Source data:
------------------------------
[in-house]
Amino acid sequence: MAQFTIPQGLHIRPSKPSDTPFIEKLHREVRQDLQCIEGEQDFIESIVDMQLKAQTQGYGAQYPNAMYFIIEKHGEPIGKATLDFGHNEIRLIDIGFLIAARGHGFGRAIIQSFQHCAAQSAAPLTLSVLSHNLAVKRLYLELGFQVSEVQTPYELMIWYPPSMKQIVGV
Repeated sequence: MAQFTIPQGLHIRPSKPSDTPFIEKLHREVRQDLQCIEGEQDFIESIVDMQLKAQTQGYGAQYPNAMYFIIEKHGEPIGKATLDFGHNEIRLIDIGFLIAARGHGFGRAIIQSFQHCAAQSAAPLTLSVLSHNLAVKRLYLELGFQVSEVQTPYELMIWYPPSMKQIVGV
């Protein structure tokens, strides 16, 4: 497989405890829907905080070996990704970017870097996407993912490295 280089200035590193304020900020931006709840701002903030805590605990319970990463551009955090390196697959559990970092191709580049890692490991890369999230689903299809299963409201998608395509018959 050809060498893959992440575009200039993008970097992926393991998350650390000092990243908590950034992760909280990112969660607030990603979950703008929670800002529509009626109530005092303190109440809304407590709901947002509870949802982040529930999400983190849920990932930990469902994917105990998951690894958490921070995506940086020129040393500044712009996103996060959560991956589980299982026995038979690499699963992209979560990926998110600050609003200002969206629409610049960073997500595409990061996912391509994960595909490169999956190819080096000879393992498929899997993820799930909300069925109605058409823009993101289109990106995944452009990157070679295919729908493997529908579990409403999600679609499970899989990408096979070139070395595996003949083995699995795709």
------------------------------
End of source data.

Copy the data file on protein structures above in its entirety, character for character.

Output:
[in-house]
Amino acid sequence: MAQFTIPQGLHIRPSKPSDTPFIEKLHREVRQDLQCIEGEQDFIESIVDMQLKAQTQGYGAQYPNAMYFIIEKHGEPIGKATLDFGHNEIRLIDIGFLIAARGHGFGRAIIQSFQHCAAQSAAPLTLSVLSHNLAVKRLYLELGFQVSEVQTPYELMIWYPPSMKQIVGV
Repeated sequence: MAQFTIPQGLHIRPSKPSDTPFIEKLHREVRQDLQCIEGEQDFIESIVDMQLKAQTQGYGAQYPNAMYFIIEKHGEPIGKATLDFGHNEIRLIDIGFLIAARGHGFGRAIIQSFQHCAAQSAAPLTLSVLSHNLAVKRLYLELGFQVSEVQTPYELMIWYPPSMKQIVGV
């Protein structure tokens, strides 16, 4: 497989405890829907905080070996990704970017870097996407993912490295 280089200035590193304020900020931006709840701002903030805590605990319970990463551009955090390196697959559990970092191709580049890692490991890369999230689903299809299963409201998608395509018959 050809060498893959992440575009200039993008970097992926393991998350650390000092990243908590950034992760909280990112969660607030990603979950703008929670800002529509009626109530005092303190109440809304407590709901947002509870949802982040529930999400983190849920990932930990469902994917105990998951690894958490921070995506940086020129040393500044712009996103996060959560991956589980299982026995038979690499699963992209979560990926998110600050609003200002969206629409610049960073997500595409990061996912391509994960595909490169999956190819080096000879393992498929899997993820799930909300069925109605058409823009993101289109990106995944452009990157070679295919729908493997529908579990409403999600679609499970899989990408096979070139070395595996003949083995699995795709």